Increase in ER Visits Due to ACA Exacerbates Physician Workforce Issues

Nearly half of emergency physicians responding to a poll are already seeing a rise in emergency visits since January 1 when expected coverage under the Affordable Care Act (ACA) began to take effect. In an online poll conducted by the American College of Emergency Physicians (ACEP), 86 percent are expecting emergency visits to increase within the next three years.

The data suggests that states with expanded Medicaid coverage are more likely to see increases in the volume of Medicaid emergency patients. “Long-term solutions, such as increasing the supply of primary care physicians, will take years to develop and would not solve our immediate, short- term policies,” said Alexander Rosenau, DO, FACEP, president of ACEP and past president of the Pennsylvania Chapter of the American College of Emergency Physicians (PaACEP).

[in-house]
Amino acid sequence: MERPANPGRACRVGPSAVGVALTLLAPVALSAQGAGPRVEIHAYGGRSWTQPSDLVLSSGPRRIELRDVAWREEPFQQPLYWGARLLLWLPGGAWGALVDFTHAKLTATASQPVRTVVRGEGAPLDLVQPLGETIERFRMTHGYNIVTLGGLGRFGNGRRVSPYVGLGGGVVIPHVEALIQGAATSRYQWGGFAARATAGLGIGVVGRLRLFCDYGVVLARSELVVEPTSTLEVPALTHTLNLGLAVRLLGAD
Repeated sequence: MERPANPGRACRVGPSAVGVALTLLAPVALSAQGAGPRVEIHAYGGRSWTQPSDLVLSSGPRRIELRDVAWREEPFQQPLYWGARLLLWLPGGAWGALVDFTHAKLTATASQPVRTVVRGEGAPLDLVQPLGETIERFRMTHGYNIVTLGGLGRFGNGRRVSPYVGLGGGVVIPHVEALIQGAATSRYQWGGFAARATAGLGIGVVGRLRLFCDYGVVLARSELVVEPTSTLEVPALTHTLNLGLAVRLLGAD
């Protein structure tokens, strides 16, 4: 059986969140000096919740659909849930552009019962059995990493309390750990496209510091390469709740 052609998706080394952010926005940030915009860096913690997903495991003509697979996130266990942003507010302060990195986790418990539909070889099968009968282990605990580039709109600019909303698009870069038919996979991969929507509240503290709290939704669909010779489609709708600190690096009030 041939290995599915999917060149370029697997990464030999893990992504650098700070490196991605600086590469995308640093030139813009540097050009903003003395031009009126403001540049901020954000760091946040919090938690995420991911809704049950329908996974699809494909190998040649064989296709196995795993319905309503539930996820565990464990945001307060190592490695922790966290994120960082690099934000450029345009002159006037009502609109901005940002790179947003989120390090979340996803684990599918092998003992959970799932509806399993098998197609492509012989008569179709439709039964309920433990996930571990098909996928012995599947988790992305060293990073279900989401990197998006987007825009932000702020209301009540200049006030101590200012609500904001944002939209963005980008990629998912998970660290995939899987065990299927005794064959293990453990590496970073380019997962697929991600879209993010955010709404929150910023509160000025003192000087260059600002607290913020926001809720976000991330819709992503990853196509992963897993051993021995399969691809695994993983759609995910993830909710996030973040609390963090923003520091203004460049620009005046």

An overwhelming 84 percent of emergency physicians reported that psychiatric patients are being held in their emergency departments. “Those having a mental health crisis seek care in emergency rooms because other parts of the health care system have failed them,” said Dr. Rosenau. “Because of the critical shortage of mental health resources, some of these vulnerable patients wait for days in emergency departments. It is simply inhumane.”

The more than 200 physicians attending the 2013 PAMED annual House of Delegates meeting voted to address the issue by endorsing the development of a voluntary shared bed tracking system for behavioral health and detoxification beds across the state.

When asked about the most important policy solution to improve emergency care, 32 percent responded “enacting liability reform.”

“The lack of medical liability limits is directly correlated to workforce shortages in medicine, especially among specialists called to see patients in the emergency department,” said Dr. Rosenau.